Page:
The 99th Ohio Volunteer Infantry Regiment was organized at Camp Lima in Allen County, Ohio. It was mustered in for three-years service on August 26, 1862. Under the command of Colonel Albert Longworthy, the regiment was comprised of volunteers recruited in Allen, Auglaize, Hancock, Mercer, Putnam, Shelby, and Van Wert Counties.
From Camp Lima, the regiment was ordered to Lexington, Kentucky on August 31 to aid in the defense of Louisville. They were ordered to move to Cynthiana, Kentucky on September 3, and on to Covington, Kentucky and eventually to Louisville, Kentucky on September 17, all the while attached to the 23rd Brigade, 5th Division of the Army of the Ohio.
The regiment was attached to the 23rd Brigade, 5th Division, II Corps of the Army of the Ohio, placed under the command of Colonel Peter T. Swaine, and sent in pursuit of General Braxton Bragg, an operation that began on October 1. On October 8th, they were kept in reserve at the Battle of Perryville, and then continued to pursue Bragg’s troops through October 15th. On October 16, they marched to Nashville Tennessee, arriving there on November 7.
In Nashville, they were attached to the 3rd Brigade, 3rd Division, Left Wing, XIV Corps, of the Army of the Cumberland. They remained on duty in Nashville through December 26, when they were ordered to Murfreesboro, arriving there on December 30. Upon their arrival, the regiment fought in the Battle of Stones River December 30 through January 3, 1863.
Following the battle, the regiment was assigned to the 3rd Brigade, 3rd Division, XXI Corps, of the Army of the Cumberland. They remained on duty at Murfreesboro until June 23, participating in the Tullahoma Campaign through July 7. The regiment marched to McMinnville, and remained on duty there until August 16.
The regiment participated in the Chickamauga Campaign August 16 through September 22, including the Battle of Chickamauga September 19–20, where they suffered significant losses. The regiment was part of the siege of Chattanooga September 24 through November 23, helping to force the reopening of the Tennessee River October 26 through October 29.
The regiment was then attached to the 2nd Brigade, 1st Division, IV Corps of the Army of the Cumberland, participating in the Chattanooga-Ringgold Campaign November 23 through November 27. That participation included the Battle of Orchard Knob on November 23, the Battle of Lookout Mountain November 23-24, Missionary Ridge on November 25, Pigeon Hills on November 26, then Ringgold Gap and Taylor’s Ridge on November 27.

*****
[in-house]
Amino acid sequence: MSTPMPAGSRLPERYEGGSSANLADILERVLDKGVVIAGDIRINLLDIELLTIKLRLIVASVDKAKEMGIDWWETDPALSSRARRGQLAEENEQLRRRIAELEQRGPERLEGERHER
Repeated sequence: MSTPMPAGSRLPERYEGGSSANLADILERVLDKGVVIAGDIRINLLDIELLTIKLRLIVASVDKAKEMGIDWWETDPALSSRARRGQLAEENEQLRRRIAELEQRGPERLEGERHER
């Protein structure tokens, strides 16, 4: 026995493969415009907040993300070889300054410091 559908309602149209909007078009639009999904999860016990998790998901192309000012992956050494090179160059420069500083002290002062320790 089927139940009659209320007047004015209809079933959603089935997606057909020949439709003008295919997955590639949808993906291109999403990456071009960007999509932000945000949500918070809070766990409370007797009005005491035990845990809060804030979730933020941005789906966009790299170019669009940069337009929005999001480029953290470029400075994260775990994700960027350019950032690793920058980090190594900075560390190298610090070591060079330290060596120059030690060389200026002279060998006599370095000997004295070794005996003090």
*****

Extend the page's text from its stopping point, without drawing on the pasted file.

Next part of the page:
The regiment camped at Shellmound until February, when they were ordered to Dalton, Georgia, arriving there on February 22. They participated in the fighting at Tunnel Hill, Buzzard’s Roost Gap, and Rocky Faced Ridge February 23 through February 25.
Following the fighting, the regiment bivouacked at Cleveland, Georgia through the end of April. On May 1, they were ordered to advance on Atlanta. They again fought at Tunnel Hill (May 6–7), Buzzard’s Roost Gap (May 8–9), Dalton (May 9–13), and Resaca (May 14–15). They fought their way through Kingston (May 18–19), Cassville (May 19) and then advanced on Dallas (May 22–25). They fought at Pumpkin Vine Creek, Dallas, New Hope Church and Allatoona Hills May 25 through June 5.
The regiment was then transferred to the 2nd Brigade, 1st Division, XXIII Corps of the Army of the Ohio. The regiment saw nearly constant action in operations near Marietta and Kennesaw Mountain, including Pine Hill (June 11–14), Lost Mountain (June 15–17), Muddy Creek (June 17), Noyes Creek (June 19), and Kolb’s Farm (June 22). The regiment participated in the assault on Kennesaw Mountain (June 27), saw action at Nickajack Creek (July 2), Ruff’s Mills (July 3–4), the Chattahoochie River (July 5–17), and Decatur (July 19).
The regiment was then attached to the 1st Brigade, 2nd Division, XXIII Corps, of the Army of the Ohio.
They participated in the Siege of Atlanta beginning July 22, seeing action at Utoy Creek (August 5–7), the Battle of Jonesboro (August 31 through September 1), and Lovejoy’s Station (September 2–60.
The pursued General John Bell Hood’s army into Alabama (October 3–26) and then participated in the Nashville Campaign, fighting at Duck River (November 24–27), the Battle of Franklin (November 30), and the Battle of Nashville (December 15–16). The regiment pursued Hood’s troops to the Tennessee River December 17 through December 28.
The 99th Ohio Volunteer Infantry Regiment ceased to exist on December 31, 1864, when it was consolidated with the 50th Ohio Volunteer Infantry. The regiment lost a total of 342 men; 4 officers and 80 enlisted men were killed or mortally wounded; and, 2 officers and 256 enlisted men died of disease.